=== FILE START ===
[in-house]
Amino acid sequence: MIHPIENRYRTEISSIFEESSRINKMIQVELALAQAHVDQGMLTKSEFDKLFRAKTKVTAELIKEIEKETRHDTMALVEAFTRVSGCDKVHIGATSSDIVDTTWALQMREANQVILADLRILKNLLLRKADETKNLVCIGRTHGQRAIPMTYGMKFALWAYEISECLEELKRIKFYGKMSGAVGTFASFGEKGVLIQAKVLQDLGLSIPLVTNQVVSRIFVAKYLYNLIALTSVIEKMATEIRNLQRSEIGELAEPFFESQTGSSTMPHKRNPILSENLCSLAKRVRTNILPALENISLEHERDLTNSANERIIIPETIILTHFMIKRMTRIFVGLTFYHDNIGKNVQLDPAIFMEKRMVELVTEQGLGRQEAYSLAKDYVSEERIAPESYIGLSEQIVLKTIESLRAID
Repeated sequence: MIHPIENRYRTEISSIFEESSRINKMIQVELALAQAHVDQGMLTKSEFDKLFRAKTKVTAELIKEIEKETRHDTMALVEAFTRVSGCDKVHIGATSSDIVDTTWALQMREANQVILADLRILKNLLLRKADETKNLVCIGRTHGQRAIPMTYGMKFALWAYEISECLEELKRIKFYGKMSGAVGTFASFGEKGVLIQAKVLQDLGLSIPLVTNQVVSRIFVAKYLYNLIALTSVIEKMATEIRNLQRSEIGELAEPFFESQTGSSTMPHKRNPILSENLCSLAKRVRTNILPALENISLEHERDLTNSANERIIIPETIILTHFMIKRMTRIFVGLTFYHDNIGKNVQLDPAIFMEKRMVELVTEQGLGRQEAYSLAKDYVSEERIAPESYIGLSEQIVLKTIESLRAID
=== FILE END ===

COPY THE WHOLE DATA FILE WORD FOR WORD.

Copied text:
[in-house]
Amino acid sequence: MIHPIENRYRTEISSIFEESSRINKMIQVELALAQAHVDQGMLTKSEFDKLFRAKTKVTAELIKEIEKETRHDTMALVEAFTRVSGCDKVHIGATSSDIVDTTWALQMREANQVILADLRILKNLLLRKADETKNLVCIGRTHGQRAIPMTYGMKFALWAYEISECLEELKRIKFYGKMSGAVGTFASFGEKGVLIQAKVLQDLGLSIPLVTNQVVSRIFVAKYLYNLIALTSVIEKMATEIRNLQRSEIGELAEPFFESQTGSSTMPHKRNPILSENLCSLAKRVRTNILPALENISLEHERDLTNSANERIIIPETIILTHFMIKRMTRIFVGLTFYHDNIGKNVQLDPAIFMEKRMVELVTEQGLGRQEAYSLAKDYVSEERIAPESYIGLSEQIVLKTIESLRAID
Repeated sequence: MIHPIENRYRTEISSIFEESSRINKMIQVELALAQAHVDQGMLTKSEFDKLFRAKTKVTAELIKEIEKETRHDTMALVEAFTRVSGCDKVHIGATSSDIVDTTWALQMREANQVILADLRILKNLLLRKADETKNLVCIGRTHGQRAIPMTYGMKFALWAYEISECLEELKRIKFYGKMSGAVGTFASFGEKGVLIQAKVLQDLGLSIPLVTNQVVSRIFVAKYLYNLIALTSVIEKMATEIRNLQRSEIGELAEPFFESQTGSSTMPHKRNPILSENLCSLAKRVRTNILPALENISLEHERDLTNSANERIIIPETIILTHFMIKRMTRIFVGLTFYHDNIGKNVQLDPAIFMEKRMVELVTEQGLGRQEAYSLAKDYVSEERIAPESYIGLSEQIVLKTIESLRAID